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Pointwise for Aerospace CFD Workshop

Brisbane, Australia
Increase Aerospace CFD Simulation Accuracy and Efficiency with Pointwise Meshing Flexibility

Aerospace History

Pointwise as a meshing software was born out of the aerospace industry in the 1980s. It was initially funded by the United States Air Force, NASA Langley and Ames Research Centers and has been applied to almost every major military aircraft and spacecraft in the last 30 years. These include the F-16, F-15, F-18, F-22, F-35, F-117, B-2, E-2C, P-3C, Space Shuttle, Space Station and more.

Application

Pointwise reduces the number of computational cells needed for aerospace CFD simulations because of its ability to generate high aspect ratio cells, critical to resolve high Reynolds number boundary layer flows. It also allows a great deal of control over the mesh details and quality, making it easy switching between structured & unstructured surfaces and volume meshes.

More Recently

Pointwise has increased the ability to automate the mesh generation process, decreasing turnaround times. In particular, the T-Rex, anisotropic tetrahedral extrusion technique automatically generates layers of regular hexahedral cells to resolve boundary layers while conforming to specified spacing and quality constraints. The end result is high-quality, high aspect ratio cells generated quickly in an automated process.

Workshop

In the workshop we will conduct live, interactive demonstrations of Pointwise meshing which will focus on:

  • The Nida glider, 
  • Structured meshing with the Lockheed Martin 1021 low boom supersonic transport aircraft
  • Glyph scripting with an aerospace example, 
  • Overset meshing 
  • Mesh adaption for aircraft wake dominated flows with Python, Pointwise and Caelus
  • Future developments including Goal-oriented surface meshing, Higher order meshing, and desktop performance enhancements.

We will also present technical background information about the how meshing techniques were developed and why, honing in many years of experience in Pointwise.

This event is free to attend, but registration is required. Attendees do not have to be customers of Pointwise.

Registration: Free

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Date and Location

Date

20 April 2020

Location

Saxons Training Facilities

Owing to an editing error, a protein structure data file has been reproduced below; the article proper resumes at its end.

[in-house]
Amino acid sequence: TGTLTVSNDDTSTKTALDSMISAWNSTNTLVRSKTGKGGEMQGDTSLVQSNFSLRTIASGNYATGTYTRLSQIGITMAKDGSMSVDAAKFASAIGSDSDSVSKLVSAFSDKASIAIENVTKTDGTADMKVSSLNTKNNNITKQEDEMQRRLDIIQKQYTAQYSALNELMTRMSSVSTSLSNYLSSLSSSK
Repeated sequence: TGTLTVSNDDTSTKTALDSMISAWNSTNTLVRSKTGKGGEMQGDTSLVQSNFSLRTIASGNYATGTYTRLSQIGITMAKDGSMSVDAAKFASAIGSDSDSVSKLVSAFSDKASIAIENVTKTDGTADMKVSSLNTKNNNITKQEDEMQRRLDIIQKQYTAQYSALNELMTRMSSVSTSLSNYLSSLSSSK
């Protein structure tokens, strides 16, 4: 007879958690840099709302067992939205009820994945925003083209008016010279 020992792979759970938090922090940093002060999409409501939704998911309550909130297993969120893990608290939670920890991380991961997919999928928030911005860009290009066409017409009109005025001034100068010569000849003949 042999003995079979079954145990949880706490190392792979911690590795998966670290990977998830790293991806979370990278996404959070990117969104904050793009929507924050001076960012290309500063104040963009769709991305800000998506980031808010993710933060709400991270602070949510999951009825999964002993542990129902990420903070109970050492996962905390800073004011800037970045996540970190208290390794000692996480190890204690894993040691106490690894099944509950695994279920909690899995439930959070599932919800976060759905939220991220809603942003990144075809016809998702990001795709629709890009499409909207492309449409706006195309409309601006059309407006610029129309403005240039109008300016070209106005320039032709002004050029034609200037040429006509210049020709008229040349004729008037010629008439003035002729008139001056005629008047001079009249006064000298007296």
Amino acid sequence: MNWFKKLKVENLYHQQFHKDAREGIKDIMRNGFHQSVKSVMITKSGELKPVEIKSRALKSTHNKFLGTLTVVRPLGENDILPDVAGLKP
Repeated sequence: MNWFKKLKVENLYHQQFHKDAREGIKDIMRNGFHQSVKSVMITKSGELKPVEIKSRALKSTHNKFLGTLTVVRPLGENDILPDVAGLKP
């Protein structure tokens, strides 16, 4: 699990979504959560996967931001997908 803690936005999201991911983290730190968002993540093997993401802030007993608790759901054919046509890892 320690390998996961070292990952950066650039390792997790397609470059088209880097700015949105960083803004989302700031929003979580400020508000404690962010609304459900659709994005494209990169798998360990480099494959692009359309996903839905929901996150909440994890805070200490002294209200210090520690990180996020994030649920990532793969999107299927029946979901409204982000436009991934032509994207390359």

Level 11/300 Adelaide St, Brisbane City, Queensland, Australia

Registration: Free

Register Now
Agenda
9:30Registration/Coffee and Snacks
10:00Welcome and Introductions
10:15Pointwise Technology Overview
Rick Matus, Ph.D., Pointwise, Inc.
11:00Interactive Pointwise Meshing Demonstration – Structured meshing with Lockheed Martin 1021 low boom supersonic transport aircraft.
Martin Leahy, Ph.D., Applied CCM.
12:00Lunch
13:00Interactive Pointwise Meshing Demonstration – Overset grids, Glyph scripting for Bombardier example
Rick Matus, Ph.D., Pointwise, Inc.
14:00Case Study - Mesh Adaption of Nida Glider and Wing/Store with Python, Pointwise and Caelus
Martin Leahy, Ph.D, Applied CCM
14:45Break
15:00Future Developments – Automate, Innovation and Accelerate
Rick Matus, Ph.D., Pointwise, Inc.
15:45Questions and Answers
16:30Close

Rick Matus

Rick Matus joined Pointwise during its first year of operation. He leads the sales and marketing activities. Previously, Dr. Matus was product manager for the RAMPANT CFD solver, predecessor of Fluent, at Fluent, Inc. and for several years supervised and performed applied CFD at General Dynamics Fort Worth Division. Dr. Matus earned a B.S. in aerospace engineering from Texas A&M University in 1980, an M.S. in aerospace engineering from Texas A&M in 1981, and a Ph.D. in aerospace engineering from the University of Texas at Arlington in 1986.

Martin Leahy

Martin Leahy joined Applied CCM in 2018, as a Senior CFD Engineer, and has been performing CFD studies, OpenFoam training and support, as well as Pointwise training support and sales. Prior to that, Dr Leahy was a CFD consultant in the environmental, oil and gas industries for  5 years. Dr Leahy earned his BSc(Maths) at La Trobe University in 2002, and PhD (Chem Eng) from The University of Melbourne in 2006. His PhD focussed on CFD modelling of chemical reaction transport processes in copper extraction from heap leach pads.

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